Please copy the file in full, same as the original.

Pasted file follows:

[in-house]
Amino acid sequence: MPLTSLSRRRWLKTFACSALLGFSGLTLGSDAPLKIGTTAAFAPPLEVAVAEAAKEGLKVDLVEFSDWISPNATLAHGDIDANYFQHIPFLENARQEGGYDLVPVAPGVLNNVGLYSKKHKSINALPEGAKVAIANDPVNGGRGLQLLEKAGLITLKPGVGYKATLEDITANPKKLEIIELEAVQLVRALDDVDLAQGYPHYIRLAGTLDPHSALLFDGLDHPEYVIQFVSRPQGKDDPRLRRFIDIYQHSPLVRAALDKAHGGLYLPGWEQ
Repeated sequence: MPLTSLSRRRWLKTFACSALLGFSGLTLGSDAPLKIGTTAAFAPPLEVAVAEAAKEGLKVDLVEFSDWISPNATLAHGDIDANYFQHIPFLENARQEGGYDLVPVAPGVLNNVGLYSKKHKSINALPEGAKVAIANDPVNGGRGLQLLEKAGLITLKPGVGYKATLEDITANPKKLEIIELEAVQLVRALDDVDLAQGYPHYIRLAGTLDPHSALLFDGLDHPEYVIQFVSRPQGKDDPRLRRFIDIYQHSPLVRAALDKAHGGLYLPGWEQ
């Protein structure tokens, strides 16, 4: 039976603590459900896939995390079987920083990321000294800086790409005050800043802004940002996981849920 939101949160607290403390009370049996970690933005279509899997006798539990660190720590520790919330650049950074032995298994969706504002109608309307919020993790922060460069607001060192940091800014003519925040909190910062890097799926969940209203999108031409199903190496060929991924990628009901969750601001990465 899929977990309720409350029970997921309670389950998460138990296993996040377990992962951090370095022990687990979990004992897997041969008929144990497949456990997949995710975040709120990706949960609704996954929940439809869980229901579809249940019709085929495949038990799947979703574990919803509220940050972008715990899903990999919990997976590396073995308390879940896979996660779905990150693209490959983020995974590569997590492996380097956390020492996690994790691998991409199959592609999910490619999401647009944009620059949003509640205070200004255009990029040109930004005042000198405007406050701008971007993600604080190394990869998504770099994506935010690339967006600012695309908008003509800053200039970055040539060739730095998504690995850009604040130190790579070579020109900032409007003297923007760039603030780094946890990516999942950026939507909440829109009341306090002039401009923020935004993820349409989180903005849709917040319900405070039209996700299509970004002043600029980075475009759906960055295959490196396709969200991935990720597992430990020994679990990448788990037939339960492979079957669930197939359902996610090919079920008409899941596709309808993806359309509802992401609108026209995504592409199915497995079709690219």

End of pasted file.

[in-house]
Amino acid sequence: MPLTSLSRRRWLKTFACSALLGFSGLTLGSDAPLKIGTTAAFAPPLEVAVAEAAKEGLKVDLVEFSDWISPNATLAHGDIDANYFQHIPFLENARQEGGYDLVPVAPGVLNNVGLYSKKHKSINALPEGAKVAIANDPVNGGRGLQLLEKAGLITLKPGVGYKATLEDITANPKKLEIIELEAVQLVRALDDVDLAQGYPHYIRLAGTLDPHSALLFDGLDHPEYVIQFVSRPQGKDDPRLRRFIDIYQHSPLVRAALDKAHGGLYLPGWEQ
Repeated sequence: MPLTSLSRRRWLKTFACSALLGFSGLTLGSDAPLKIGTTAAFAPPLEVAVAEAAKEGLKVDLVEFSDWISPNATLAHGDIDANYFQHIPFLENARQEGGYDLVPVAPGVLNNVGLYSKKHKSINALPEGAKVAIANDPVNGGRGLQLLEKAGLITLKPGVGYKATLEDITANPKKLEIIELEAVQLVRALDDVDLAQGYPHYIRLAGTLDPHSALLFDGLDHPEYVIQFVSRPQGKDDPRLRRFIDIYQHSPLVRAALDKAHGGLYLPGWEQ
């Protein structure tokens, strides 16, 4: 039976603590459900896939995390079987920083990321000294800086790409005050800043802004940002996981849920 939101949160607290403390009370049996970690933005279509899997006798539990660190720590520790919330650049950074032995298994969706504002109608309307919020993790922060460069607001060192940091800014003519925040909190910062890097799926969940209203999108031409199903190496060929991924990628009901969750601001990465 899929977990309720409350029970997921309670389950998460138990296993996040377990992962951090370095022990687990979990004992897997041969008929144990497949456990997949995710975040709120990706949960609704996954929940439809869980229901579809249940019709085929495949038990799947979703574990919803509220940050972008715990899903990999919990997976590396073995308390879940896979996660779905990150693209490959983020995974590569997590492996380097956390020492996690994790691998991409199959592609999910490619999401647009944009620059949003509640205070200004255009990029040109930004005042000198405007406050701008971007993600604080190394990869998504770099994506935010690339967006600012695309908008003509800053200039970055040539060739730095998504690995850009604040130190790579070579020109900032409007003297923007760039603030780094946890990516999942950026939507909440829109009341306090002039401009923020935004993820349409989180903005849709917040319900405070039209996700299509970004002043600029980075475009759906960055295959490196396709969200991935990720597992430990020994679990990448788990037939339960492979079957669930197939359902996610090919079920008409899941596709309808993806359309509802992401609108026209995504592409199915497995079709690219």